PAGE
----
She was hoarse from screaming. Exhausted from struggling. Demoralized by the horrors he’d inflicted upon her. A small part of her just wanted this terrible struggle for life to end. But dear God how she wanted to live . . .
“Mama,” she whispered.
She’d never contemplated death. She had too many dreams. She was too full of hope for the future, and a firm believer in the promise that tomorrow would be better than today. Lying in a cold slick of her own urine, she accepted the fact that there would be no tomorrow. There was no hope. No future. Only the black dread of her impending death and the agony that knowledge brought.
She lay on her side with her knees drawn up to her chest. The wire binding her wrists behind her had tormented her at first, but over the hours the pain had ebbed. She tried not to think of the things he’d done to her. He’d raped her first. But even that outrage was nothing compared to the other depravities she’d endured.
She could still hear the snap of electricity. She felt the hard wrench of it as it jumped through her, jolting her brain inside her skull. She could still hear the animalistic sound of her own screams. The roar of adrenaline-rich blood through her veins. The wild drum of her heart beating out of control. And then there was the knife.
He’d worked with the intense concentration of some macabre artisan. He’d been so close she’d felt the whisper of his breath against her skin. When she screamed, he hit her with the electrical prod. When she lashed out with her feet, he’d hit her again. In the end, she’d lain still and endured the agony in silence. She’d accepted the pain. And for a few brief minutes, her mind had taken her to the beach in Florida where she’d gone with her parents two years ago. White sand hot on her feet. A breeze so moist and warm it was like the breath of God on her soul.
“Help me, Mama . . .”
The sound of boots against concrete jerked her from her reverie. She raised her head and looked around wildly, trying in vain to see past the blindfold. She could hear her breaths rushing between her teeth, like a wild animal that had been hunted down for slaughter. She hated him. She hated what he was, what he’d done to her. If only she could loosen her bonds and run . . .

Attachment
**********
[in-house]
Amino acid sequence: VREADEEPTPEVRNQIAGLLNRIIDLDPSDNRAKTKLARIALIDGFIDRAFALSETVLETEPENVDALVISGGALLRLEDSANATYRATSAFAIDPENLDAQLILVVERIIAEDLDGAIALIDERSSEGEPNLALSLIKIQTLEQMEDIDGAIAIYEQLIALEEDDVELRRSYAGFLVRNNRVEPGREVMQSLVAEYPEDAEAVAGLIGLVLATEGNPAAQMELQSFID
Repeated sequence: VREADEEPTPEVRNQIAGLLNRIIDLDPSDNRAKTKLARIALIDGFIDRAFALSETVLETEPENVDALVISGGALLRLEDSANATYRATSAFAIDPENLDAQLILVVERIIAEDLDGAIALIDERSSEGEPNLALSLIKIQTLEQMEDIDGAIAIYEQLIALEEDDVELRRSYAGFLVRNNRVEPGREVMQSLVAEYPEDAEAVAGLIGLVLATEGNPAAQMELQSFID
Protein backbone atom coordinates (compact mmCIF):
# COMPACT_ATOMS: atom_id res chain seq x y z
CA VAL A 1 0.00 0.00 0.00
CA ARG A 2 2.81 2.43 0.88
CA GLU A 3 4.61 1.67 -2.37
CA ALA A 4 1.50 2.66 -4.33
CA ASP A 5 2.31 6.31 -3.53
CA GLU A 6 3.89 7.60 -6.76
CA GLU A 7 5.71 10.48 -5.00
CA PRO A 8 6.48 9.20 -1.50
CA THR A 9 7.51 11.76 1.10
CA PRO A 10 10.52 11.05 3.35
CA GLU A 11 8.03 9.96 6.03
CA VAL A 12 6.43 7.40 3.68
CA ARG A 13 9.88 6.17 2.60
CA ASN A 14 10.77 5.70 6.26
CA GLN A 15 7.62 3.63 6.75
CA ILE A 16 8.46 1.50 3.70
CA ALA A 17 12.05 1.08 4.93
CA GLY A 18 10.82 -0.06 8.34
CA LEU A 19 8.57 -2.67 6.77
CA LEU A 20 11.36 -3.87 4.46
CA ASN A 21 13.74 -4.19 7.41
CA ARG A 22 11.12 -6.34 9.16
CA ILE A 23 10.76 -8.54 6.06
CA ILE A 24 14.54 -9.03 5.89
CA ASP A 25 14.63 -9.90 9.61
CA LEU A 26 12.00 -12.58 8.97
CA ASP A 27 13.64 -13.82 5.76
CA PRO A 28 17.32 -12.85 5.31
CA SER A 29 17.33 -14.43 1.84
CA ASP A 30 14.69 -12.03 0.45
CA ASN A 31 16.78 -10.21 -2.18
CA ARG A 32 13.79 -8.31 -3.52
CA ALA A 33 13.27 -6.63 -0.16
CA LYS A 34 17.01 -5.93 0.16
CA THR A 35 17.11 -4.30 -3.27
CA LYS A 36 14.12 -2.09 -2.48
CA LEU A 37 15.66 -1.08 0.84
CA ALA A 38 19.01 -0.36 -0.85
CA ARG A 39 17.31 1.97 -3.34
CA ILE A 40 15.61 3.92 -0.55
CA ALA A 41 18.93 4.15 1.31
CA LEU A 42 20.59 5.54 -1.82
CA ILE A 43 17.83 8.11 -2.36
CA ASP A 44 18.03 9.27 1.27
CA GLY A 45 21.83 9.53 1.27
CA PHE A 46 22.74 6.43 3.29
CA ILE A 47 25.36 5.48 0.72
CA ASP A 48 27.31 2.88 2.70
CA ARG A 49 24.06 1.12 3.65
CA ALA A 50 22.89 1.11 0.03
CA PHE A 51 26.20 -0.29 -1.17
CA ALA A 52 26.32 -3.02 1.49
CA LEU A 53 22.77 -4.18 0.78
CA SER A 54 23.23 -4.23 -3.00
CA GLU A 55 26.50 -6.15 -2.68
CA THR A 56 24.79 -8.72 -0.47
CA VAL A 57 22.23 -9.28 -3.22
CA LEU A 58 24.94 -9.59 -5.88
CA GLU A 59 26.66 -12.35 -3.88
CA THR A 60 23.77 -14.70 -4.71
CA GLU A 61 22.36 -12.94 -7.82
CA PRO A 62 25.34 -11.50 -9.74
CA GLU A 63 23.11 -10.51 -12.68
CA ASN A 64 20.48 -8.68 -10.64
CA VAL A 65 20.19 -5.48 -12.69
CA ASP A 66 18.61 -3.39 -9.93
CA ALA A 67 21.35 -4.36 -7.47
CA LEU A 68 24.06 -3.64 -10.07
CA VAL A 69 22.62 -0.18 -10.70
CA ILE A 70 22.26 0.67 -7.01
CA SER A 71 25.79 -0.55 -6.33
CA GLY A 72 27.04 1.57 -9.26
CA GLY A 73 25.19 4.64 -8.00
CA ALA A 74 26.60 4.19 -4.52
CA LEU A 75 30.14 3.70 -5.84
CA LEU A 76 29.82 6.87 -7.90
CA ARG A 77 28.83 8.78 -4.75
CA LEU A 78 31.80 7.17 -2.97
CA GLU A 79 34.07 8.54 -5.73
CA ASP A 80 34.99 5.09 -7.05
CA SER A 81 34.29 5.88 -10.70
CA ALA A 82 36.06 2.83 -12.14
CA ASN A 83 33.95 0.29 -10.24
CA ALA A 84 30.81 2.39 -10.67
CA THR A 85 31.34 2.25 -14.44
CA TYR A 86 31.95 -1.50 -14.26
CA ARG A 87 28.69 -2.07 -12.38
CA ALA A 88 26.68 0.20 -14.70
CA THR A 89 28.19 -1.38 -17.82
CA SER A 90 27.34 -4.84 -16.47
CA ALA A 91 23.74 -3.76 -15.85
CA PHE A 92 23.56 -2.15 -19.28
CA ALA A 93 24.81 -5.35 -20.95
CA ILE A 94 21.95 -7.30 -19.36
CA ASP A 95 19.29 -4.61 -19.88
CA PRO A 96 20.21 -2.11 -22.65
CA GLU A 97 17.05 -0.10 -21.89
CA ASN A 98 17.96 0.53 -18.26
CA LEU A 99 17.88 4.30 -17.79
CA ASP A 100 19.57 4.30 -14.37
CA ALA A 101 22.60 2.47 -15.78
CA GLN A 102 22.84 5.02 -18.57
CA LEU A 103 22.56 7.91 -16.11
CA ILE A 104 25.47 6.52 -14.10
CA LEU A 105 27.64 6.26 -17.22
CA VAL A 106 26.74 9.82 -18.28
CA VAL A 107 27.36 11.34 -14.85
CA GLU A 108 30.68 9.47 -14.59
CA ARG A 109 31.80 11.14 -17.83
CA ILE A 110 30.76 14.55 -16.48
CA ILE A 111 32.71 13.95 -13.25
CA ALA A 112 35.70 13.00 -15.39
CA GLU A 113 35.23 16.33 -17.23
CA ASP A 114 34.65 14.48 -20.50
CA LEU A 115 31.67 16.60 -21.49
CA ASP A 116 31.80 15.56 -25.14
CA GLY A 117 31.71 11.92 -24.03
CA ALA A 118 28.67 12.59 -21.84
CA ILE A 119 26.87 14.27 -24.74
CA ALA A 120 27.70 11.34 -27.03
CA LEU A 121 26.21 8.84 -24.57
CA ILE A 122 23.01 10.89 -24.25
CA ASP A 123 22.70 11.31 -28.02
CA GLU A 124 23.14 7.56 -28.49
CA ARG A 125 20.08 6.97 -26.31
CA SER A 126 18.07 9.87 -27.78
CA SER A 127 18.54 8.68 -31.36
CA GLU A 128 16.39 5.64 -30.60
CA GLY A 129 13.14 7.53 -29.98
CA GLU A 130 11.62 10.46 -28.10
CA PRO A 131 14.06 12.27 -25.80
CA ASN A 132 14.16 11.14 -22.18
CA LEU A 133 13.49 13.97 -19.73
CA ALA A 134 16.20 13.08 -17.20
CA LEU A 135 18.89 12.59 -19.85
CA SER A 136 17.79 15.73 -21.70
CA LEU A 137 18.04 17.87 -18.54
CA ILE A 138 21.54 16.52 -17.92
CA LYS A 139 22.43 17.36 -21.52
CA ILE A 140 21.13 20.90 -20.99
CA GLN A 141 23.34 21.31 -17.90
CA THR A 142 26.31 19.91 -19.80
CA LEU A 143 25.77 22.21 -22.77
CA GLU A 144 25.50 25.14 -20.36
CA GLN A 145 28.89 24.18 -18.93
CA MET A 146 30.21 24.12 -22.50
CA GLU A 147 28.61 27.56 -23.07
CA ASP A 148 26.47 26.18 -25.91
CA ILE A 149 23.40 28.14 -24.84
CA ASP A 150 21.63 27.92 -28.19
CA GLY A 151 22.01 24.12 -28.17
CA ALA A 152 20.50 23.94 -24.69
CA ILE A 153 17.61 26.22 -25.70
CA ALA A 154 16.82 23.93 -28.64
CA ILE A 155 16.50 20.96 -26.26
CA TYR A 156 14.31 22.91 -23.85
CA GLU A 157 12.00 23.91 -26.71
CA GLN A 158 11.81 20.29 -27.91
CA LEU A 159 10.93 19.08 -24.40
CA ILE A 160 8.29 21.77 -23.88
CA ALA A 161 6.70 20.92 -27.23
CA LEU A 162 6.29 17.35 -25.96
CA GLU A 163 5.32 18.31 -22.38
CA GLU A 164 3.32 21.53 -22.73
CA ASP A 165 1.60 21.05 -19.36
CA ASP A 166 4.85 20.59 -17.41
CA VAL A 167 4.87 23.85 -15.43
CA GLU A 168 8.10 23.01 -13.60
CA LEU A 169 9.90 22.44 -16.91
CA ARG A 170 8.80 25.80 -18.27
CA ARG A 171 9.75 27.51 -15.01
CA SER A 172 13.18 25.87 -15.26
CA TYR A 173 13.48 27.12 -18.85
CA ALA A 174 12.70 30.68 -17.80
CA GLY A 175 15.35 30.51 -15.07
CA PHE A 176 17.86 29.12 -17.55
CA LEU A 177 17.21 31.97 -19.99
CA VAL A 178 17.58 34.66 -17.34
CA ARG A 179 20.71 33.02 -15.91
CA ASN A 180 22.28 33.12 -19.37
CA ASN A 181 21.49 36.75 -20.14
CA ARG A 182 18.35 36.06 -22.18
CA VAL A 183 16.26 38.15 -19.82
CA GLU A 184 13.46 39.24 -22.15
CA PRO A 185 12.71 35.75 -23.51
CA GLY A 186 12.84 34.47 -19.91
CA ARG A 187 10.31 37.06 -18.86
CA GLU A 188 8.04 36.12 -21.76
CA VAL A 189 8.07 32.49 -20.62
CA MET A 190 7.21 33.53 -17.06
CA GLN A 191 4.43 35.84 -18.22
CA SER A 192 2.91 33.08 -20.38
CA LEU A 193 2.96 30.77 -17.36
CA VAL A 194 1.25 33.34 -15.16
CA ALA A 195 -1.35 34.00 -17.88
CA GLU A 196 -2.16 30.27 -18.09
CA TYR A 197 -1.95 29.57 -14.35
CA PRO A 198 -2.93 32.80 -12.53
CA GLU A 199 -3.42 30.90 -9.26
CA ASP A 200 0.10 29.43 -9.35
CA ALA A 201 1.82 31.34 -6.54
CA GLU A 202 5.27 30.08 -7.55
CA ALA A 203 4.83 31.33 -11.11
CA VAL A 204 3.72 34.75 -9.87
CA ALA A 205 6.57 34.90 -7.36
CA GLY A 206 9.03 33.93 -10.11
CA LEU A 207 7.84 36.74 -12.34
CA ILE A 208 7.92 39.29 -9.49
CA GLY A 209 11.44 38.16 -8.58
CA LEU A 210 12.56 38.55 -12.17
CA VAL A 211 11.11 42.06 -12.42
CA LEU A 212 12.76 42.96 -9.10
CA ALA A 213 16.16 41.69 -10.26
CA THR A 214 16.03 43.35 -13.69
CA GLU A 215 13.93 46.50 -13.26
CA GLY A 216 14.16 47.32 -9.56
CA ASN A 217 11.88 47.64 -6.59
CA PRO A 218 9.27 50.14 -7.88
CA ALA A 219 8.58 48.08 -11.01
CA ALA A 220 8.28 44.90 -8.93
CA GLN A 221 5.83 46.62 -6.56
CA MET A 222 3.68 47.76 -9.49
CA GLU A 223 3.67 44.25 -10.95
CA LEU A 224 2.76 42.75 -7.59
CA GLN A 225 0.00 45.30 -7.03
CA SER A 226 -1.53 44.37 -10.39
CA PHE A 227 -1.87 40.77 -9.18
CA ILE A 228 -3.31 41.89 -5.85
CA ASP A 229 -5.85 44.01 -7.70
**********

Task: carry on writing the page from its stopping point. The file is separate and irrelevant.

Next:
“Stay away from me, you son of a bitch!” she shouted. “Stay away!”
But she knew he wouldn’t.
A gloved hand brushed her hip. Twisting, she lashed out with both feet. A fleeting sense of satisfaction unfurled when her tormenter grunted. Then the snap of electricity cracked like lightning. Pain raked down her body as if she were at the end of a bullwhip that had just been snapped.
For an instant, the world went silent and gray. Vaguely, she was aware of hands touching her feet. The distant clink of steel against concrete. Cold seeping into her until her entire body quaked uncontrollably.
A pristine new terror whipped through her when she realized her attacker had wrapped a chain around her ankles. The cold links dug into her skin when it was drawn tight. She tried to kick, tried to free her legs so she could make one last, desperate stand.
But it was too late.
She screamed until she ran out of breath. She floundered, twisting and writhing, but her efforts were futile. Above her, steel rattled against steel. The chain slowly lifted her feet from the floor.
“Why are you doing this?” she cried. “Why?”
The chain jangled, pulling her feet upward, higher and higher until she was hanging upside down. All the blood in her body seemed to pool in her head. It pounded in her face, the veins throbbing. She fought to right herself, but gravity tugged her down. “Help me! Someone!”